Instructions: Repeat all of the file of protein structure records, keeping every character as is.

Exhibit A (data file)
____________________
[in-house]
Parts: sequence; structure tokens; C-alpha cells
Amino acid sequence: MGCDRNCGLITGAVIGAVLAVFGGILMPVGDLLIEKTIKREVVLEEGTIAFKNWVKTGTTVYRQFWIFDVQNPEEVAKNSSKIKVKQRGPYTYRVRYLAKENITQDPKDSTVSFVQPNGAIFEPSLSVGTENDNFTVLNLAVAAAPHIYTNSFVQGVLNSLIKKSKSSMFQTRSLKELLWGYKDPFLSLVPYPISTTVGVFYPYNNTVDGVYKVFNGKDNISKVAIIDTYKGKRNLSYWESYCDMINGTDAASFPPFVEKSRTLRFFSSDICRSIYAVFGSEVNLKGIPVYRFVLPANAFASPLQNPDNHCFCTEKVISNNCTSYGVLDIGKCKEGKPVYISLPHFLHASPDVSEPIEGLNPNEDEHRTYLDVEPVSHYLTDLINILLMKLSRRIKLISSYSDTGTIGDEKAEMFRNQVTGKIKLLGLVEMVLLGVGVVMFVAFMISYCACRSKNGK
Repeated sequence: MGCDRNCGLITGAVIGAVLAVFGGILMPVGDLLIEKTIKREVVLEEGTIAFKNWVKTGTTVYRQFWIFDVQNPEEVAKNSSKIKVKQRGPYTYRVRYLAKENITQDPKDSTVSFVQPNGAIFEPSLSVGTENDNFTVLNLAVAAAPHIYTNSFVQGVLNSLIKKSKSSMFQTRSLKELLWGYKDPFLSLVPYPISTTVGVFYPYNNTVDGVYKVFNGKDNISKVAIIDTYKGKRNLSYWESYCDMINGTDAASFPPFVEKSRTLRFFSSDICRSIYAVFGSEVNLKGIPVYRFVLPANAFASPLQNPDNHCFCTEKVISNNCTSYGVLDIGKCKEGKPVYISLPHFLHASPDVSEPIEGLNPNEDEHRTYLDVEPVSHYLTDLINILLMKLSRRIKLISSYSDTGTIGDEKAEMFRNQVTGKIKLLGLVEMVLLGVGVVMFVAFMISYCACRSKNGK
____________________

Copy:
[in-house]
Parts: sequence; structure tokens; C-alpha cells
Amino acid sequence: MGCDRNCGLITGAVIGAVLAVFGGILMPVGDLLIEKTIKREVVLEEGTIAFKNWVKTGTTVYRQFWIFDVQNPEEVAKNSSKIKVKQRGPYTYRVRYLAKENITQDPKDSTVSFVQPNGAIFEPSLSVGTENDNFTVLNLAVAAAPHIYTNSFVQGVLNSLIKKSKSSMFQTRSLKELLWGYKDPFLSLVPYPISTTVGVFYPYNNTVDGVYKVFNGKDNISKVAIIDTYKGKRNLSYWESYCDMINGTDAASFPPFVEKSRTLRFFSSDICRSIYAVFGSEVNLKGIPVYRFVLPANAFASPLQNPDNHCFCTEKVISNNCTSYGVLDIGKCKEGKPVYISLPHFLHASPDVSEPIEGLNPNEDEHRTYLDVEPVSHYLTDLINILLMKLSRRIKLISSYSDTGTIGDEKAEMFRNQVTGKIKLLGLVEMVLLGVGVVMFVAFMISYCACRSKNGK
Repeated sequence: MGCDRNCGLITGAVIGAVLAVFGGILMPVGDLLIEKTIKREVVLEEGTIAFKNWVKTGTTVYRQFWIFDVQNPEEVAKNSSKIKVKQRGPYTYRVRYLAKENITQDPKDSTVSFVQPNGAIFEPSLSVGTENDNFTVLNLAVAAAPHIYTNSFVQGVLNSLIKKSKSSMFQTRSLKELLWGYKDPFLSLVPYPISTTVGVFYPYNNTVDGVYKVFNGKDNISKVAIIDTYKGKRNLSYWESYCDMINGTDAASFPPFVEKSRTLRFFSSDICRSIYAVFGSEVNLKGIPVYRFVLPANAFASPLQNPDNHCFCTEKVISNNCTSYGVLDIGKCKEGKPVYISLPHFLHASPDVSEPIEGLNPNEDEHRTYLDVEPVSHYLTDLINILLMKLSRRIKLISSYSDTGTIGDEKAEMFRNQVTGKIKLLGLVEMVLLGVGVVMFVAFMISYCACRSKNGK